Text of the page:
Friday, July 11, 2008

Essay: Klaus Hartmann

Haut XVII (Skin XVII), 2005
Bronze, 1/1
3 x 8 x 4 in.
$ 600

Whether he works in steel or bronze, Klaus Hartmann’s sculptures usually emphasize a similar set of characteristics. They involve the human figure but in abstracted fashion. They are stylized but still edgy, in part because of the surface quality of his work and its many sharp rims, corners, cuts and contours. Despite the heaviness of the medium and the volume of the sculptures, they have a light touch and often suggest a certain disregard for gravity. 

The manipulation of weight and gravity is quite literal in Hartmann’s new series of bronzes, Haut (Skin), in which the central element, the human figure, is suspended. It’s also evident in his often life-size sculptures in steel, including Schreitend (Striding). And it’s true for his Skizzen (Sketches), small figures with full but barely three-dimensional bodies, molded from a steel plate, that balance delicately on a small point. 

Next to suspension, Hartmann in some work achieves lightness and relative weightlessness by paying close attention to a piece’s center of gravity. Sometimes a strong suggestion of movement helps. Hartmann also implies the complete form without actually realizing it. Instead, he presents body fragments, attached to each other, creating partial figures with large holes that leave it to the viewer to complete the form. This procedure limits the work’s physical weight and volume both literally and through the lively interaction it allows between positive and negative space.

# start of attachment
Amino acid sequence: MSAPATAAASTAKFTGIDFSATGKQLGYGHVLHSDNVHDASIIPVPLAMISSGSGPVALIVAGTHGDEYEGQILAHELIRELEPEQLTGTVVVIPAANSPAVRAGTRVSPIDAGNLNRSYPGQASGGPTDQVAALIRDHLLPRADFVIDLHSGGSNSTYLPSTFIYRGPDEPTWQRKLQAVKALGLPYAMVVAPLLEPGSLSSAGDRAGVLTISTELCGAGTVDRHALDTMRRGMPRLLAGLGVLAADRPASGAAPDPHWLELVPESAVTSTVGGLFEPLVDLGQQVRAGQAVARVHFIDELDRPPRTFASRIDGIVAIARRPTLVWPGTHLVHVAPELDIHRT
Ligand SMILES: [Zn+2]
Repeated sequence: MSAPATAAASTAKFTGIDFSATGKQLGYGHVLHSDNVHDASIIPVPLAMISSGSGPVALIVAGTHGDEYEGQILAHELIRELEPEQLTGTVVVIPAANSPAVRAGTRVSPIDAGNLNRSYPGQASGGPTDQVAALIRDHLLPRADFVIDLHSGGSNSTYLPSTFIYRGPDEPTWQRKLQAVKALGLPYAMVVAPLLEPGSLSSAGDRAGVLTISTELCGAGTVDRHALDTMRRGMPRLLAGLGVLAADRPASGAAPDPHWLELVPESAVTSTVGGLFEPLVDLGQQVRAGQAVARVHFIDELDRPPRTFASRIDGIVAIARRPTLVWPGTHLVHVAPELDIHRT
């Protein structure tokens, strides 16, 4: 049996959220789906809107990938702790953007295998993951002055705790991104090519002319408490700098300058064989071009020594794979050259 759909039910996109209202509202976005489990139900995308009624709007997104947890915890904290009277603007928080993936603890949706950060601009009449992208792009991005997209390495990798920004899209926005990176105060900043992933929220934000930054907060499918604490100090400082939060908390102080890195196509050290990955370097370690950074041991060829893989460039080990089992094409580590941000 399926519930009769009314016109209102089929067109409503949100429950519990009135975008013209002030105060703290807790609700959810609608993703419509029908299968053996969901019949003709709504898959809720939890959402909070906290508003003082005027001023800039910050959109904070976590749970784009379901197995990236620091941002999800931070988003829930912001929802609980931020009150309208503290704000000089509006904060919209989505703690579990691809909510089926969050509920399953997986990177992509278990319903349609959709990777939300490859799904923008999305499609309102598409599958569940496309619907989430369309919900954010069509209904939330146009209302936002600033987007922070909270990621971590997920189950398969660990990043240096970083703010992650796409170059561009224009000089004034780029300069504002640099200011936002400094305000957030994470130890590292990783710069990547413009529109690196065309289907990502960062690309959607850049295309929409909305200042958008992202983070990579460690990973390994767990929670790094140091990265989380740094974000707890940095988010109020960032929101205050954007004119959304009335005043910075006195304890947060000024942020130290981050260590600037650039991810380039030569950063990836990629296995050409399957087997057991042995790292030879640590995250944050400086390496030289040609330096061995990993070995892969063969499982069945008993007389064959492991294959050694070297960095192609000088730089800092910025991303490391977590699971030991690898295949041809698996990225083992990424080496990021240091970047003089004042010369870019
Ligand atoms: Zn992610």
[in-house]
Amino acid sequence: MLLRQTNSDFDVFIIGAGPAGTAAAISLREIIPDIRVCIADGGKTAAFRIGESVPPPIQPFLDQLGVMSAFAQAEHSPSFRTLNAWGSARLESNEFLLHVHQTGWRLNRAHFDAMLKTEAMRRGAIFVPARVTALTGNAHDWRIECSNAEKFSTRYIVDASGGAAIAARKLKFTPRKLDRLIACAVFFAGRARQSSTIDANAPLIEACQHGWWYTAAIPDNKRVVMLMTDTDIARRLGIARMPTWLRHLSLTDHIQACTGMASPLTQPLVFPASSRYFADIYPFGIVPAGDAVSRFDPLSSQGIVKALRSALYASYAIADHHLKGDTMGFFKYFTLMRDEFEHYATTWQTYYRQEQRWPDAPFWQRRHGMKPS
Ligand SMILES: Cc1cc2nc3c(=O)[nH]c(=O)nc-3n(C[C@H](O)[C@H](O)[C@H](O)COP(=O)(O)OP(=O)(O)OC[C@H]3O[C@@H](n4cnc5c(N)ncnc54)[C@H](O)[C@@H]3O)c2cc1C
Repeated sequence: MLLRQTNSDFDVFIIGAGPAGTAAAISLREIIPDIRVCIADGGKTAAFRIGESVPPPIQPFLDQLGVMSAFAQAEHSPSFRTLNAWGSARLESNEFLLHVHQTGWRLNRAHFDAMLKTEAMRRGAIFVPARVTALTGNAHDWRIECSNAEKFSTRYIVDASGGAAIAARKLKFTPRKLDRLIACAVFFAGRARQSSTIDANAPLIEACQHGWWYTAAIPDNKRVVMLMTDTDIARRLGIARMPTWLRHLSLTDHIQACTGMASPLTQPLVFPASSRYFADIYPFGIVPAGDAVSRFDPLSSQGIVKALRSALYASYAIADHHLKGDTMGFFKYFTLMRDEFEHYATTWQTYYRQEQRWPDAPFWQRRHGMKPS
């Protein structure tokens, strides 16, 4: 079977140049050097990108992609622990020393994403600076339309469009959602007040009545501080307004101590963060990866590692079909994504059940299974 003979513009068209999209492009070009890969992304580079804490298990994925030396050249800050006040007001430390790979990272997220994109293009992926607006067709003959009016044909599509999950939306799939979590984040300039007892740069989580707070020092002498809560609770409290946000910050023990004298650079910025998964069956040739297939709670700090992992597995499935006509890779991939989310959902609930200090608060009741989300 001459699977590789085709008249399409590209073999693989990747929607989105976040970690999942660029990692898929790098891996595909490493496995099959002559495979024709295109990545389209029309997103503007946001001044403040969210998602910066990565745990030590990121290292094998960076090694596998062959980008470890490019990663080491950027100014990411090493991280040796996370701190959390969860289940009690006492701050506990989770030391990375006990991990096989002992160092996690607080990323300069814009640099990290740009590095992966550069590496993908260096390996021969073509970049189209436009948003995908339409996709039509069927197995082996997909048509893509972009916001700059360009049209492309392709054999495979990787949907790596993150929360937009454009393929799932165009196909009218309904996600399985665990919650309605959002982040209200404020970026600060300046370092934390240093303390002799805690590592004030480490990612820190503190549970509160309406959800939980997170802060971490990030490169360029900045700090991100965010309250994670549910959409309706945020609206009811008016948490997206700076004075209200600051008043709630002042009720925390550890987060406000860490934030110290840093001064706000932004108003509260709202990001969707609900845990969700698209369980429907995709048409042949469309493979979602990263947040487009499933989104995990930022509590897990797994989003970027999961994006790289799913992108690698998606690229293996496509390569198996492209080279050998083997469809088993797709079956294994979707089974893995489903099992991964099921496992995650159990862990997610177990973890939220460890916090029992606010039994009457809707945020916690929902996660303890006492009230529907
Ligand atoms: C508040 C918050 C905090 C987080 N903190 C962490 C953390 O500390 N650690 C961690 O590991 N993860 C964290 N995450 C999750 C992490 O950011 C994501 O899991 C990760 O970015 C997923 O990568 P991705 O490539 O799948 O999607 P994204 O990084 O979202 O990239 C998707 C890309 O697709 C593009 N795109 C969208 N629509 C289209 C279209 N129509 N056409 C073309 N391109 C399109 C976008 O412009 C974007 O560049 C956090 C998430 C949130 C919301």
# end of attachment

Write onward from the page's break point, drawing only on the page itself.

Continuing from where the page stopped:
Hartmann approaches his steel work as a blacksmith, not simply welding pieces together but actually hammering and bending shapes and forms from the material. Many of his current bronzes, too, have a hammered look, though they are formed on molds. Hartmann occupies an area between classic, closed sculpture and the more free-flowing, open constructions resulting from the drawing-in-space approach. As such, the hollow space inside his semi-enclosed forms can become as important as the negative space between the parts, and the inside surface of his sculptures’ shells, as important as the outsides. Haut XII (Variation 1/10) is an extreme example of this. In many ways, Hartmann’s sculptures reveal the impact of the pioneering Spanish metal sculptors Pablo Gargallo and Julio Gonzalez, who have strongly influenced metal sculpture in Western art since World War II. 

Wim Roefs

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